A plump, sustainably raised chuck steak from Salt and Time in East Austin. New Bull In The Pen. Salt And Time Ushers In New Meat Culture Appreciation Era In East Austin link

Austin Daily Photo: Bryan Butler At Salt And Time Butchershop and Salumeria link

Once you’ve had real meat you will never go back to factory farmed, hormone and antibiotic-laden franken-foods.

Update! Bill Center from San Antonio won. Kerry Wier from Buda got 2nd. George Odom got 3rd chili and 3rd in beans. Linda Odom was 11th. 28 chili cooks competed.

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Saturday November 17th 2012 Giddy Ups, the little honky tonk in far south Austin {Manchaca} will be hosting a chili cook-off titled Thanksgiving at Giddy Ups. It’s their 8th one.

There will be live music on Friday and Saturday nights as well as camping. You won’t meet a nicer group of people than the crowd that hangs out down that way. When we lived in south Austin Giddy Ups was one of our favorite hang outs. Chili turn in is at 2pm and the fee is $15 with proceeds going to the American Kidney Foundation. Best bring your A game as you’ll be butting heads with Terlingua Grand Champion George Odom. We sampled the man’s bowl of red at our Scrumptious Chef Terlingua pop up at 3 Little Pigs this past Sunday and the man earned his victory.

Ol boy can flat cook.

previous Giddy Ups coverage.

Make your own kettle of Texas Red.

Giddy Ups number 512-280-4732

A nice plump King Ranch Casserole adorned with plenty rajas, stuffed with corn tortillas and roasted chicken and bound together with heavy cream and mountains of shredded cheese. It’s the Texas housewife classic and is one of the Great State’s primary contributions to American cuisine.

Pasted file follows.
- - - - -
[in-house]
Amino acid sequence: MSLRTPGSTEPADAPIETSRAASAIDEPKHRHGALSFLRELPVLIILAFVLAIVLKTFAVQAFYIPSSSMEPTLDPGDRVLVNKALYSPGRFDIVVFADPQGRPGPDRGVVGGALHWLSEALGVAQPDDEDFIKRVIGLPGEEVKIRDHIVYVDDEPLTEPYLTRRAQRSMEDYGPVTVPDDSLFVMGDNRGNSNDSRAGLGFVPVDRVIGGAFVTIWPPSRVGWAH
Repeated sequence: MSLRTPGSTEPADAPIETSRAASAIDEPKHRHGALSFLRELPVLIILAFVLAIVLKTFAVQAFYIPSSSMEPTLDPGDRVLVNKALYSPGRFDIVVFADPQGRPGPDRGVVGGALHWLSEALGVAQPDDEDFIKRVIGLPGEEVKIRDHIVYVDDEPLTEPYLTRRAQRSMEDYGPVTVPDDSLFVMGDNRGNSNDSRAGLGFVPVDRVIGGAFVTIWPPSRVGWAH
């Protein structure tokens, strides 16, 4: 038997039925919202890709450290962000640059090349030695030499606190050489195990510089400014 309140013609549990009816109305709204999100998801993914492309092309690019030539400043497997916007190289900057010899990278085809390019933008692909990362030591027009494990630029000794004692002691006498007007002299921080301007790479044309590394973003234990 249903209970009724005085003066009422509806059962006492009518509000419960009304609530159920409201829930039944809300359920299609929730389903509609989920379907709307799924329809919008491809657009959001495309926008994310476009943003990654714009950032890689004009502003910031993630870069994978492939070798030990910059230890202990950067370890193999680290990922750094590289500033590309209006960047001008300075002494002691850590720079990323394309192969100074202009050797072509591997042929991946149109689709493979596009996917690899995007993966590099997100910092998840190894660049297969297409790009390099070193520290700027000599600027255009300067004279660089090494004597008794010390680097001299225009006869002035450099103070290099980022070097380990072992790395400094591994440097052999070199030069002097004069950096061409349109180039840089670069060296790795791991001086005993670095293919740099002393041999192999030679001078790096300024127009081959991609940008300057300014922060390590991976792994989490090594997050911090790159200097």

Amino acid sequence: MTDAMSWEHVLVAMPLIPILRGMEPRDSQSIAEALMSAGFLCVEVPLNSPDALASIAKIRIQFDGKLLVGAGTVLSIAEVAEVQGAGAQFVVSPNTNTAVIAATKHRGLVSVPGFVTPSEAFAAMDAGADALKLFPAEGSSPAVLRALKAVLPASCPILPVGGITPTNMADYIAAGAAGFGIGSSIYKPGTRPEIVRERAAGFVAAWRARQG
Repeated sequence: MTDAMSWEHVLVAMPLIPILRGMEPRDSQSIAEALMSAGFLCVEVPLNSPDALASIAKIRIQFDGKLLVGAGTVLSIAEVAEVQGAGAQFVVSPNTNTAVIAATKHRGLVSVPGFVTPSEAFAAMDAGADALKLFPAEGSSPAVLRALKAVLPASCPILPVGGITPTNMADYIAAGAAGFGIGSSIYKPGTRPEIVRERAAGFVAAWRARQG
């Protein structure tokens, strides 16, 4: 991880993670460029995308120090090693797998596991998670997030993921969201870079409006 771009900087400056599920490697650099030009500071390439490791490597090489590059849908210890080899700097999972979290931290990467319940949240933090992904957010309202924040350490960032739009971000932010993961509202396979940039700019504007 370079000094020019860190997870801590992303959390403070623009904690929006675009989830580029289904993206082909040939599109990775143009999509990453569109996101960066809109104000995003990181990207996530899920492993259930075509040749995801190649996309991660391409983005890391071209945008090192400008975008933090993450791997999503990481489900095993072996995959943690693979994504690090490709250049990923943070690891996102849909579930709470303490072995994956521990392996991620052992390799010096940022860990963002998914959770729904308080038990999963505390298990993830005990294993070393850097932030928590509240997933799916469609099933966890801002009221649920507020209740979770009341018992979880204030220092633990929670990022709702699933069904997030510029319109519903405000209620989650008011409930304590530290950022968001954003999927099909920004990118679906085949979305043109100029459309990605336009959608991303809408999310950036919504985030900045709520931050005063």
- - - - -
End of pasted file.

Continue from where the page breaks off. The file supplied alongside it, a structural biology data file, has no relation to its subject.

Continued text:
We break down the legend:

The Rules of King Ranch Casserole, if you can’t follow the rules don’t tackle the formula.

and once you’ve memorized the rules and signed all documents promising to obey them, you’re ready to tackle the recipe

No shortcuts on this recipe either.

We don’t go in for opening up a few cans of soup and dumping them in a baking dish and calling it a day {although truth be told, we’ve had some very good King Ranches that were done in this fashion}

Casserole season is upon us y’all. Please report back with tales of your casserole cookery as Autumn progresses.

One of the highlights of Austin living comes each year when the Hatch chile peppers make their way to town on the dusty backroads from the Hatch Valley in southern New Mexico. Veteran food writers at the Austin Chronicle used to record this passage when the form of transit was burro or donkey but that’s a discussion left for another time. Recently, on our thrice weekly trip to Fiesta, we lost it when we spied these emerald green jewels lining one of the wooden stalls in the best supermarket in Austin. Our produce man was nearby so we got him to leverage us an industry discount and picked up 2lbs at .99c per. We’ll be buying a gunny sack later.

Rousting through the freezer we found a packet of Andouille sausage from Best Stop over in Scott, Louisiana and that’s when the recipe began to take shape. Here’s what we came up with to usher in the 2012 Hatch Chile harvest.

White Bean Soup with Roasted Hatch Chiles and Andouille Sausage